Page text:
What about our own platform, Funding Societies? Here is our own statistics page. Historically, our default rate across the region has lowered overtime, which reflects the analysis of P2P lending platforms in the USA: continuous platform improvement and rigorous credit policies will lower default rates.
Another worthwhile read about the risks in P2P lending is the study released by the UK Peer-to-Peer Finance Association (P2PFA). Some of the study’s pertinent points include:
- The P2P industry has created more choice in the financing and investment market.
- P2P lending platforms conduct credit risk assessment using the financial industry’s best practices.
- P2P lending does not create systemic risk. Platforms are well-placed to weather a downturn in the credit cycle – defaults would need to increase at least threefold to reduce average interest rates for investors to below zero.
So let’s go back to the question we asked earlier: is P2P lending a higher-risk investment? Not necessarily.
However, the P2PFA study presented two caveats: that there is a good regulatory framework for the P2P industry and that investors are educated. For the first point, MAS has begun setting up regulations for P2P lending platforms. Funding Societies has always been compliant with regulations; we hold the CMS license required by MAS to operate, along with taking due diligence and our credit assessment process very seriously.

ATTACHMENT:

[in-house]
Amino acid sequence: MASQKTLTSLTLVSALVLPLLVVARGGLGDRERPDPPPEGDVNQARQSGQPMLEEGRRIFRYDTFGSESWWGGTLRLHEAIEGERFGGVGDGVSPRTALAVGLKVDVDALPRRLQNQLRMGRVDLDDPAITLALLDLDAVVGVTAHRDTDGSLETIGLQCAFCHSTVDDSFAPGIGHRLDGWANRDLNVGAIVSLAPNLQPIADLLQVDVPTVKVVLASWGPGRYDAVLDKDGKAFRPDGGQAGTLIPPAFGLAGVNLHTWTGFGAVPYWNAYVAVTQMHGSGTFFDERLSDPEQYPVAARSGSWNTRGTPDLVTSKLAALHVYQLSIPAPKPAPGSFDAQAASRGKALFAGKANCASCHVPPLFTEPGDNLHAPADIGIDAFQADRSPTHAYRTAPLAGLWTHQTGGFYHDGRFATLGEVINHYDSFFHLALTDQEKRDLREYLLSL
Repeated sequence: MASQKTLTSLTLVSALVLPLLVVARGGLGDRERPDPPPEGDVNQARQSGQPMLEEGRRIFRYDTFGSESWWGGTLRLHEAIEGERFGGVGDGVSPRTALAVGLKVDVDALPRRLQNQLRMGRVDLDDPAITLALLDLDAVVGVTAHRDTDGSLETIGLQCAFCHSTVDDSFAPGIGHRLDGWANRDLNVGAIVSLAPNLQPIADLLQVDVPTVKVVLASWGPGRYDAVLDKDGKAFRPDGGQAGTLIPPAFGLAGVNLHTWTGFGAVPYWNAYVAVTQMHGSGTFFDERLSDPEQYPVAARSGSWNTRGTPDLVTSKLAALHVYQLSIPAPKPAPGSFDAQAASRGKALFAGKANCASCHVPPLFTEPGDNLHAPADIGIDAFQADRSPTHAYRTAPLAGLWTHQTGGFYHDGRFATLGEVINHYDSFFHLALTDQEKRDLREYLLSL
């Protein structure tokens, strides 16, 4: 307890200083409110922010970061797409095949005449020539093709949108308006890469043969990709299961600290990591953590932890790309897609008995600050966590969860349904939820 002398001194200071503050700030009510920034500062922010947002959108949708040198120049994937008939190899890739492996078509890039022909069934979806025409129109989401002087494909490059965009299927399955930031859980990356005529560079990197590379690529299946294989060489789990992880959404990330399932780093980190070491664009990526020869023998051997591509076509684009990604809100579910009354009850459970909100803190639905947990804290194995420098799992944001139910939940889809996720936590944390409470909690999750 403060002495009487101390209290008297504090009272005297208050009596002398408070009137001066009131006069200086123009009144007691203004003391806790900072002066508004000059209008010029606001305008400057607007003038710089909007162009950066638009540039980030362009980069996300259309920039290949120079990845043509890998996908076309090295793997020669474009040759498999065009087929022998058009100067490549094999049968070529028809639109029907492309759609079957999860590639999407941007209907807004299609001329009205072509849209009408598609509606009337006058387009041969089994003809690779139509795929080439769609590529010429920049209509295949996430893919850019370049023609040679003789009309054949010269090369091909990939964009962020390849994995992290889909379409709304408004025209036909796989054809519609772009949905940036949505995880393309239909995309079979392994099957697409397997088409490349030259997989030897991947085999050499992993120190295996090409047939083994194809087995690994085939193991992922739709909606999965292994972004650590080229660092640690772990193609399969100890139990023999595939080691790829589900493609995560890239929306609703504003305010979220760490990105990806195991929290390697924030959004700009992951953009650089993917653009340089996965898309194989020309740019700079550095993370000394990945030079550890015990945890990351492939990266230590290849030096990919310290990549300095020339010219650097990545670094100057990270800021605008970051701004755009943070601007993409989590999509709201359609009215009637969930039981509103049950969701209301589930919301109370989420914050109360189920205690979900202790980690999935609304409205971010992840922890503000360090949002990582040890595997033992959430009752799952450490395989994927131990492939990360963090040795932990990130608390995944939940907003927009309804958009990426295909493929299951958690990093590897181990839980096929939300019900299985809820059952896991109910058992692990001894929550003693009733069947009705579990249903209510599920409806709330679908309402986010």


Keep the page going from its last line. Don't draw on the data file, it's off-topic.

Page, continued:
For the second point, there will always be risks in investing, including risk of default in P2P financing. But there are ways to mitigate such risks.
Managing P2P Investment Risk
How do you diminish P2P investment risks? You diversify your investment and reinvest your returns.
Diversification means distributing your funds across as many investment opportunities as possible to prevent loss in case of default. The more diversified you are, the more protected your investment. Even defaults hardly disturb your rate of return. If you choose not to diversify, you stand to lose most of your investments should a default occur.
Meanwhile, reinvestment refers to the act of funneling your investment gains into new investment opportunities to maximize your returns. Without reinvestment, you only receive the expected rate of returns. But with reinvestment, you can maximize (sometimes doubling, even tripling) your returns while minimizing your investment risks in case of default.
For more information on diversification and reinvestment, see here.
When investors fully understand the risks of P2P lending and take proper precautions to protect their funds, the advantages of investing in P2P lending clearly outweighs the risks. In fact, it’s very likely that most investors who keep diversifying and reinvesting their investment will continue to earn positive returns.
This is an updated version of an article posted on this blog. Click here for the original article.
This article was written by Funding Societies, Singapore’s leading peer-to-peer (P2P) lending platform. We provide working capital loans for small and medium-sized enterprises (SMEs), along with attractive investment opportunities to the broader public. To learn more about us, click on our website here.